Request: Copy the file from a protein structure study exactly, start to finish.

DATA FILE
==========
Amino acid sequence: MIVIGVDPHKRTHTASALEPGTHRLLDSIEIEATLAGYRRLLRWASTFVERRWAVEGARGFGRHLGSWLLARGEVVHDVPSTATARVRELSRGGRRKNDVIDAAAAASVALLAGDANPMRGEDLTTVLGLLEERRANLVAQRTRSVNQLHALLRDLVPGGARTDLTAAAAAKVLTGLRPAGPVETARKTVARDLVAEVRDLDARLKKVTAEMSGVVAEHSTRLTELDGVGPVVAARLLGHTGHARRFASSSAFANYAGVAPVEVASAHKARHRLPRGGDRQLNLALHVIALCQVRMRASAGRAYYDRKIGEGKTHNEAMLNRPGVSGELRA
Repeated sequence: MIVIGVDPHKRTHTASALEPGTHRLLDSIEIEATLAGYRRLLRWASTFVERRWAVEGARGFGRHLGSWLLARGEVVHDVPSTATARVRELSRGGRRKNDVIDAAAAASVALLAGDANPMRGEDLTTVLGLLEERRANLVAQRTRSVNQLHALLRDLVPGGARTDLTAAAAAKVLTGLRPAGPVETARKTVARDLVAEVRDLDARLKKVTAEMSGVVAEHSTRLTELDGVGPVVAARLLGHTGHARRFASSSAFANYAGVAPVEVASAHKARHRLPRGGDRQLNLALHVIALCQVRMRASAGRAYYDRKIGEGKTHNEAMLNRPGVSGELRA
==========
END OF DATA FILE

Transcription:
Amino acid sequence: MIVIGVDPHKRTHTASALEPGTHRLLDSIEIEATLAGYRRLLRWASTFVERRWAVEGARGFGRHLGSWLLARGEVVHDVPSTATARVRELSRGGRRKNDVIDAAAAASVALLAGDANPMRGEDLTTVLGLLEERRANLVAQRTRSVNQLHALLRDLVPGGARTDLTAAAAAKVLTGLRPAGPVETARKTVARDLVAEVRDLDARLKKVTAEMSGVVAEHSTRLTELDGVGPVVAARLLGHTGHARRFASSSAFANYAGVAPVEVASAHKARHRLPRGGDRQLNLALHVIALCQVRMRASAGRAYYDRKIGEGKTHNEAMLNRPGVSGELRA
Repeated sequence: MIVIGVDPHKRTHTASALEPGTHRLLDSIEIEATLAGYRRLLRWASTFVERRWAVEGARGFGRHLGSWLLARGEVVHDVPSTATARVRELSRGGRRKNDVIDAAAAASVALLAGDANPMRGEDLTTVLGLLEERRANLVAQRTRSVNQLHALLRDLVPGGARTDLTAAAAAKVLTGLRPAGPVETARKTVARDLVAEVRDLDARLKKVTAEMSGVVAEHSTRLTELDGVGPVVAARLLGHTGHARRFASSSAFANYAGVAPVEVASAHKARHRLPRGGDRQLNLALHVIALCQVRMRASAGRAYYDRKIGEGKTHNEAMLNRPGVSGELRA